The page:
banditry(redirected from Bandits)
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banditrysee SOCIAL BANDITRY.
in Soviet criminal law, one of the most dangerous crimes against the foundations of state administration and public safety. According to the law of Dec. 25,1958, On Criminal Responsibility for State Crimes (art. 14), banditry is categorized as a state crime. Banditry consists in the organization of armed bands for the purpose of attacking state or social institutions or enterprises or individual persons; participation in such bands and in the attacks committed by them is equally regarded as banditry. (See art. 77 of the Criminal Code of the RSFSR and the corresponding articles of the criminal codes of other Union Republics.) In criminal law, a band is conceived to be a stable group of armed individuals who are intimately linked with each other by aims of criminal activity and who unite expressly to commit one or more attacks on state or social institutions or enterprises or individual persons.
The simultaneous presence of three factors is considered evidence of banditry: (1) the participation of two or more people; (2) the possession of arms, even if by only one member, and the knowledge of this fact by all members of the band; and (3) the cohesion and organization of the participants. A band may be armed not only with weapons whose keeping and carrying is prohibited by law but with any other weapons and objects that are specially adapted for attacking and injuring people (for example, brass knuckles and bludgeons). The crime of banditry is considered as committed from the moment an armed band is organized, even if this band has not committed a single attack, since the very establishment of an armed band constitutes a great danger. The individuals who organize the armed band as well as those who join such a band face criminal responsibility. Those who have attained the age of 16 are subject to responsibility for banditry. The punishment for banditry is deprivation of freedom for a period of three to 15 years with confiscation of property and, in some cases, with exile for a period of two to five years; however, under particularly aggravating circumstances of guilt, the punishment is death with confiscation of property. During the 1950’s, 1960’s, and 1970’s, incidents of banditry in the USSR were extremely rare, and the articles of the criminal code regulating responsibility for banditry have received almost no application.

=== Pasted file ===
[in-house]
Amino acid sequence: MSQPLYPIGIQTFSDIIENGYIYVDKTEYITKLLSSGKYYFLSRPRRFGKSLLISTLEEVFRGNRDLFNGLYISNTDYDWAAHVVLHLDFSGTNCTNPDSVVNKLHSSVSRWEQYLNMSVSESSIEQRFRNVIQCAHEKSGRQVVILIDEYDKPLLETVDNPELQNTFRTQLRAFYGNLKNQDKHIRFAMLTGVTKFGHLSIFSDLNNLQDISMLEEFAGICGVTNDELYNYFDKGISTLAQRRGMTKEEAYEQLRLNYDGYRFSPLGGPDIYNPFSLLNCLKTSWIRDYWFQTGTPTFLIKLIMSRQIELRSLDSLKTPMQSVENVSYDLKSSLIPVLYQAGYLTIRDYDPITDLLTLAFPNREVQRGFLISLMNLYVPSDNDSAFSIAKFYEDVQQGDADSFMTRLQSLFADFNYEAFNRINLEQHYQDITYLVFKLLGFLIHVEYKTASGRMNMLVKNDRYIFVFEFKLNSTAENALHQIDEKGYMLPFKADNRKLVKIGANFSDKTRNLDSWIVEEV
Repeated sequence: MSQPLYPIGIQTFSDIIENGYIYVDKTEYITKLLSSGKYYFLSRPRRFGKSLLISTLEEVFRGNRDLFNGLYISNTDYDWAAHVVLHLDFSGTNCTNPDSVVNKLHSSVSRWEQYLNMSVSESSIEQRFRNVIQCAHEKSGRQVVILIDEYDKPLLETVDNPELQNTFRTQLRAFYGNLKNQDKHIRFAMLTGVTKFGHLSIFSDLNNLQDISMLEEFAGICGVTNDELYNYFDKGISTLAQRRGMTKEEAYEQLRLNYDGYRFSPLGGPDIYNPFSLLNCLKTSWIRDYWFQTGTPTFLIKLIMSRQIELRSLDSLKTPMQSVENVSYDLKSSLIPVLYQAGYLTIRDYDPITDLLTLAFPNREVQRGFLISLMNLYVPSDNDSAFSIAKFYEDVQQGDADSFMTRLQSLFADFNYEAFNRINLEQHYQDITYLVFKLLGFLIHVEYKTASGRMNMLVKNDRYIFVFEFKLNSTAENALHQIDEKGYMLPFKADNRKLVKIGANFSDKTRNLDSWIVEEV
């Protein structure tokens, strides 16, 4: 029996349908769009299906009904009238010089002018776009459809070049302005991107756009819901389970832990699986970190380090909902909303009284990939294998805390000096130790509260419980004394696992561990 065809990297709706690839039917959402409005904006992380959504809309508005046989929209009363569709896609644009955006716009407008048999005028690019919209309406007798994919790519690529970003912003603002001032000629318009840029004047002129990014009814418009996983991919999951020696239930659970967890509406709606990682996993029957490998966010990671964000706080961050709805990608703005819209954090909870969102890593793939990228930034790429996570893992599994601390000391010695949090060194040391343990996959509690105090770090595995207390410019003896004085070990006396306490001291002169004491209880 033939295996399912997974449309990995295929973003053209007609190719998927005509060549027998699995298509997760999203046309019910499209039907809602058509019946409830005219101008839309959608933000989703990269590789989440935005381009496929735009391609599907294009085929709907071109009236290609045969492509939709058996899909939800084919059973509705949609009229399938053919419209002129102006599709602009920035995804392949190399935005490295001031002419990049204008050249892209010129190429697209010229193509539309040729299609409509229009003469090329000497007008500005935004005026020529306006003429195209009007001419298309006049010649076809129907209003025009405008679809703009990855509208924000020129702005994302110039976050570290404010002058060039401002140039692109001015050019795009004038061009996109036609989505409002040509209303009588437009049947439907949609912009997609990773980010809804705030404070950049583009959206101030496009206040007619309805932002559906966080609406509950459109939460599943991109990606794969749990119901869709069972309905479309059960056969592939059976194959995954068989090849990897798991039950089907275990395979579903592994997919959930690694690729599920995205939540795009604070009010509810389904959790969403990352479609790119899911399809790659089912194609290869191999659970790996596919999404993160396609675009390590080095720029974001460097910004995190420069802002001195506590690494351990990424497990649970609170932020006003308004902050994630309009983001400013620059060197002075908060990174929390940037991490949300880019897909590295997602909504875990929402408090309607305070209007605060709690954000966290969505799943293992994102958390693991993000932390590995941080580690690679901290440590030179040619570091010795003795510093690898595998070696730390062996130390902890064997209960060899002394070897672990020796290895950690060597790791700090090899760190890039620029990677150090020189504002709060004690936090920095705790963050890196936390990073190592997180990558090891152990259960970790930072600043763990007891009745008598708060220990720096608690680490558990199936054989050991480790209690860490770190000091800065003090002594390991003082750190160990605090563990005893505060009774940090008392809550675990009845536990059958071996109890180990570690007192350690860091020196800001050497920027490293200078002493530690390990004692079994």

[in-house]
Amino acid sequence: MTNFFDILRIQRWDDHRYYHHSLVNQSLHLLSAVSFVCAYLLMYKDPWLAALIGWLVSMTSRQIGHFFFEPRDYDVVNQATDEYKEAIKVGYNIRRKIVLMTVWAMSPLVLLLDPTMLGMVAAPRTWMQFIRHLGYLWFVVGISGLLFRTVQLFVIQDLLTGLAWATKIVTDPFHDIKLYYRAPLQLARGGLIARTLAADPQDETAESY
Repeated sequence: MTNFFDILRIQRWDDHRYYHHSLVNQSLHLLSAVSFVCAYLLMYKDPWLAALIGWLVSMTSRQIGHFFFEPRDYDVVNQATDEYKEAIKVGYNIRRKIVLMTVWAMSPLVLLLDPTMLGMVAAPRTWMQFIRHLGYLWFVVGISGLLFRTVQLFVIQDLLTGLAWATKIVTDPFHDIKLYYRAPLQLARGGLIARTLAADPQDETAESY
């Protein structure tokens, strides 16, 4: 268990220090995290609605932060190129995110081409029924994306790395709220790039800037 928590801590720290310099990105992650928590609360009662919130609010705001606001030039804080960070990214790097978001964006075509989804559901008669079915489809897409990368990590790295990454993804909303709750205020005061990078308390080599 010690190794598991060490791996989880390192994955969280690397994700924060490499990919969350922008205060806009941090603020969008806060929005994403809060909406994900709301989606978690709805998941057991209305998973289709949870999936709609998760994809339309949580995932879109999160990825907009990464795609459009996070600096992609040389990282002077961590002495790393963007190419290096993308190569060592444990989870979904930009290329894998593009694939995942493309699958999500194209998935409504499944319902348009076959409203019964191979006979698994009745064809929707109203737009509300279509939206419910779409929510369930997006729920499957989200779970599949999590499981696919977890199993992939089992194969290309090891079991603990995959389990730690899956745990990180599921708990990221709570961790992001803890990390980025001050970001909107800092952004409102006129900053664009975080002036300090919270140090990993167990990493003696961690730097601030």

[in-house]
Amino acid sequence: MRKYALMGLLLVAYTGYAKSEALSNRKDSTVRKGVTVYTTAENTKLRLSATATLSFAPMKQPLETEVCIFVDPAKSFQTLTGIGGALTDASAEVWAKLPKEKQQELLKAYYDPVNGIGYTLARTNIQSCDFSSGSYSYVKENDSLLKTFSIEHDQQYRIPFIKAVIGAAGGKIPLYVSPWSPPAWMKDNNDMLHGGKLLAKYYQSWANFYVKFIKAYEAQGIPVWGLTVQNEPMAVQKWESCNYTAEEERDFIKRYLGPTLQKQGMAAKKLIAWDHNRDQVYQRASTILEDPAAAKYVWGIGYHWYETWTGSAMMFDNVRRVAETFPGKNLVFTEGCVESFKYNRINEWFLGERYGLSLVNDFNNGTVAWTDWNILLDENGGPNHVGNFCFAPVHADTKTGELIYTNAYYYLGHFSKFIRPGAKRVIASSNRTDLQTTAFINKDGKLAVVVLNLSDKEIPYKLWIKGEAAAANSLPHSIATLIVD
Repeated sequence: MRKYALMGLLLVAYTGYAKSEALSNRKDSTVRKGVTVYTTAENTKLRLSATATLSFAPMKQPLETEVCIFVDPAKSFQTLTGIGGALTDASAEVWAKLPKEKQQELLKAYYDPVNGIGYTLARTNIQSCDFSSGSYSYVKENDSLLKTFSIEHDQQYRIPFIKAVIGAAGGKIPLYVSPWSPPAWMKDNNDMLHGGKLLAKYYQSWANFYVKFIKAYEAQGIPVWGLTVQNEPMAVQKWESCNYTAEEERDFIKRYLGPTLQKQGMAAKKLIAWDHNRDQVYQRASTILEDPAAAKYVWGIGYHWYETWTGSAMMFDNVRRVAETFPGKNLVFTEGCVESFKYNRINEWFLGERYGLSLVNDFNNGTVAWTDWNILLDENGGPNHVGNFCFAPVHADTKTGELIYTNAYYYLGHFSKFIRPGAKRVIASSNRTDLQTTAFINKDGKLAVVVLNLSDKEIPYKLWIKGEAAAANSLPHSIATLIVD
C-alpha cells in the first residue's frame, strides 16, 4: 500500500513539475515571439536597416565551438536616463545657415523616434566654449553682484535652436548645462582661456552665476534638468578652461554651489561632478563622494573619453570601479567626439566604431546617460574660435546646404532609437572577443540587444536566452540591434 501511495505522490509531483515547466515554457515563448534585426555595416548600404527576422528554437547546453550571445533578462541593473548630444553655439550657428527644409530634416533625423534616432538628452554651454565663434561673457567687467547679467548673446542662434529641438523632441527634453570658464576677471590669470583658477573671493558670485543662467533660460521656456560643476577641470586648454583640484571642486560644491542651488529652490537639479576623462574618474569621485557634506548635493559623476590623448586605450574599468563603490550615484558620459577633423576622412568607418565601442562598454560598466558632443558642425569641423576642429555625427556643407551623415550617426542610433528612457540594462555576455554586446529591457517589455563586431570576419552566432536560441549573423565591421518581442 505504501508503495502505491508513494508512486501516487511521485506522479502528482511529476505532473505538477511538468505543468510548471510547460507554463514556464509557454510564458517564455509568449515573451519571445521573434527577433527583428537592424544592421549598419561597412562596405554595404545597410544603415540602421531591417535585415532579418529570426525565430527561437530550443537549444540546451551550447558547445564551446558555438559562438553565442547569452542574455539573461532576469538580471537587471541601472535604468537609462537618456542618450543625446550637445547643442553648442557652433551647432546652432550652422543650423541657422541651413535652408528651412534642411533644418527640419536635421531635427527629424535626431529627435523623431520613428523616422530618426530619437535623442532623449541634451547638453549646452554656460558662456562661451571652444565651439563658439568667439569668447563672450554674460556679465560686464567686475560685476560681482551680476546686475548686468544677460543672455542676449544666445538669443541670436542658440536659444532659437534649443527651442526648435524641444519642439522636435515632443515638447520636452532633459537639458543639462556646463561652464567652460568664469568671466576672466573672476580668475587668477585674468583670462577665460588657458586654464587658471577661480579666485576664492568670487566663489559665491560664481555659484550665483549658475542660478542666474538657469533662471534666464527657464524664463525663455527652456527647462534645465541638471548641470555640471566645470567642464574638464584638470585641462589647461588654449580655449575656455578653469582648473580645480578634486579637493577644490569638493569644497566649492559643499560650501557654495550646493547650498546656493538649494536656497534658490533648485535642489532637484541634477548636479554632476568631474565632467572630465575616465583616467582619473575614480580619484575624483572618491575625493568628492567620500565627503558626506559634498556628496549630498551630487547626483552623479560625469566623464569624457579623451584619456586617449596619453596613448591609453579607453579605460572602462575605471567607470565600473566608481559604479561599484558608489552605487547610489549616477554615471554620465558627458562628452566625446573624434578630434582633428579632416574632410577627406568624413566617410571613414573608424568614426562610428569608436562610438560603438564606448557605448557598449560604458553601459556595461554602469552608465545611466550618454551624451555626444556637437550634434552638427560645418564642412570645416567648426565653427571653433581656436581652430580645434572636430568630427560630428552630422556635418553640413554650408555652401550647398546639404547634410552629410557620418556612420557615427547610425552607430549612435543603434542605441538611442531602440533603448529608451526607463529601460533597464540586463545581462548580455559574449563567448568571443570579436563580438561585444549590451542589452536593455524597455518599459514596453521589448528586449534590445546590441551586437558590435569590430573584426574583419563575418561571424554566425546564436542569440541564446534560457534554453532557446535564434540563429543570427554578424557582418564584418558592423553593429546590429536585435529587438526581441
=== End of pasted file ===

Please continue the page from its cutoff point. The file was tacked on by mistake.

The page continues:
In the criminal law of foreign socialist countries, the responsibility for banditry is regulated essentially in the same manner as by Soviet law.